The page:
server and client authentication is an essential part of secure networking. Openvpn can be made to work with a 'shared secret', i.e. e key file that is present on both the client and the server, or through a public key infrastructure (PKI) certificates. We'll only deal with shared key authentication, which is sufficient for simple point to point configurations like the one we're attempting. See the Openvpn howto for how to work with PKI and certificates, which helps (and is sometimes required for) managing authentication in more extensive vpn networks.
create a key file running the following commands. The name of the file (kicknet.static.key) is something you can choose.
cd /etc/openvpn; openvpn --genkey --secret kicknet.static.key
A copy of the same key needs to be put in /etc/openvpn of both the client and the server.
The configuration files for openvpn go in /etc/openvpn. The files should have a distinctive name : a file called /etc/openvpn/kicknet.conf will be taken to refer to the vpn 'kicknet'. This is because it is possible to set up more than one vpn on the same server. Also, associated files will be identified by name, eg. /etc/openvpn/kicknet.up will be run after the vpn 'kicknet' has come up (eg. to establish routing or firewall rules).
So, pick a name for your vpn, and use it for all files associated with this vpn.
For this reason, there are no files in the /etc/openvpn directory by default. You have to create them from scratch or copy them from examples in /usr/share/doc/openvpn/examples/sample-config-files/. For the setup explained here, the home.conf and office.conf were used for client and server configuration respectively.
The init script for openvpn is made so that all configured vpn's will be started during system startup.
For an initial setup, you need at least the following directives : the type of device (tun or tap), the ip addresses of the end points (from-to), and a reference to the key file :
dev tun ifconfig 10.1.0.1 10.1.0.2 secret kicknet.static.key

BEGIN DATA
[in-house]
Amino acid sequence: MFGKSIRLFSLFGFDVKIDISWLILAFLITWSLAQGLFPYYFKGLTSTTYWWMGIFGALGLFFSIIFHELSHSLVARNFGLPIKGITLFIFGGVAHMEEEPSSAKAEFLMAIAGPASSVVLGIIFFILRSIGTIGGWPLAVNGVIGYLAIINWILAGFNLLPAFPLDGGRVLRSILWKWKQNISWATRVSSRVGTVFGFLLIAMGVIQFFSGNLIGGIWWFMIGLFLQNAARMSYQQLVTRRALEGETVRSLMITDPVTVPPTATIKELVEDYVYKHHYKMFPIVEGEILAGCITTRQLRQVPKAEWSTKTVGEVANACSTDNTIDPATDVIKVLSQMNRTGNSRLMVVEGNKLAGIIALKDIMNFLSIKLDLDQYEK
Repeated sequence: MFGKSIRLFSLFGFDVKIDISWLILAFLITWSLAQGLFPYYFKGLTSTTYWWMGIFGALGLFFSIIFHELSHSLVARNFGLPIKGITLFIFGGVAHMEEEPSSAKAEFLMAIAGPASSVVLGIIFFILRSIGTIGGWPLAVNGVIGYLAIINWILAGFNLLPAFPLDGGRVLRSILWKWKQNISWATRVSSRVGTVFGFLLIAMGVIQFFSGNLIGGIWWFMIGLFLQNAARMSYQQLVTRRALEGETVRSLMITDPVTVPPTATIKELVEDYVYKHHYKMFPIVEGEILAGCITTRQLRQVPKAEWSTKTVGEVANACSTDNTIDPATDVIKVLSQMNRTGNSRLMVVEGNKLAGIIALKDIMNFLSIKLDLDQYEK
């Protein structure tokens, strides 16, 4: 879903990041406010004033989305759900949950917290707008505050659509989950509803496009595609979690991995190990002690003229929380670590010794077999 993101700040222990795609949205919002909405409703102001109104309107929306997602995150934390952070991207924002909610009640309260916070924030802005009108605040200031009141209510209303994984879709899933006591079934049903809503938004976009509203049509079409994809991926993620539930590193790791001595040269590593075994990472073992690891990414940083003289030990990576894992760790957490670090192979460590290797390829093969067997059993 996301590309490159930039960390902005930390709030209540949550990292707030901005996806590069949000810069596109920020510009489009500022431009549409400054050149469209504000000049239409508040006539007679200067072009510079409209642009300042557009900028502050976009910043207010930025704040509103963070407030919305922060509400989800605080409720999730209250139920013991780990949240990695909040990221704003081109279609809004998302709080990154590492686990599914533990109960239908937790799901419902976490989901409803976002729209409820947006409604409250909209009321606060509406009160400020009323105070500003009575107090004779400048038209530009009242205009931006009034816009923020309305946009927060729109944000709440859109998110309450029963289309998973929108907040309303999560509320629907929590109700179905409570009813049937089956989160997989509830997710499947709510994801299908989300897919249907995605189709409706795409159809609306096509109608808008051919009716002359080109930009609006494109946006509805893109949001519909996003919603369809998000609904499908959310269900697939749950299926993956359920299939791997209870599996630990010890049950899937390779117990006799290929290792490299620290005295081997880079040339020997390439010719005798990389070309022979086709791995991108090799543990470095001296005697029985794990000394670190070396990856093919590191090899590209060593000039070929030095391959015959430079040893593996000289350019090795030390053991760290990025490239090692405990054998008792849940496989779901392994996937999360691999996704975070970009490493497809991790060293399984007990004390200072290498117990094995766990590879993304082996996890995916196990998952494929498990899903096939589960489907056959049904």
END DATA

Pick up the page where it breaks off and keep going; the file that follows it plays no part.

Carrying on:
The comments about file names in /etc/openvpn goes for clients as well. The contents of the configuration file will be pretty similar to the one on the server, as they both represent end-points of the same point-to-point connection.
Important differences : the client conf file mentions the public address of the remote network's gateway, and, obviously, the vpn interface are in reverse order compared to the server.
remote 220.127.116.11 dev tun ifconfig 10.1.0.2 10.1.0.1 secret kicknet.static.key
This is sufficient for a host to host connection, you should now be able to ping from 10.1.0.2 to 10.1.0.1 and vice versa.
To use compression on the VPN link, add the following line to both client and server configuration files:
Make the link more resistant to connection failures, especially when dealing with a NAT router/firewall alive, and follow the DNS name of the server if it changes its IP address.
Add the following to both client and server configuration files:
keepalive 10 60 ping-timer-rem persist-tun persist-key
To run OpenVPN as a daemon and drop privileges to user/group nobody (more secure), add to configuration file (client and/or server):
user nobody group nobody ; daemon #handled by Debian init script
If the remote (server) public address is assigned by dhcp by an internet provider, it might change. Obviously, the vpn-link will break then. You can solve this with a service such as DynDNS, which provides fully qualified domain names for dynamic addresses. You can then use this hostname in stead of the IP address. See enhancements to the basic configuration, above.
If the vpn server is behind a NAT router, the client configuration will point to the router's WAN interface IP address, and you need to configure the router so that openvpn traffic is forwarded to the actual server. By default, this is port 1194/udp, but this is configurable (you can use tcp, and/or a different port). Note that if you change the port or the protocol, both client and server need to be aware of this !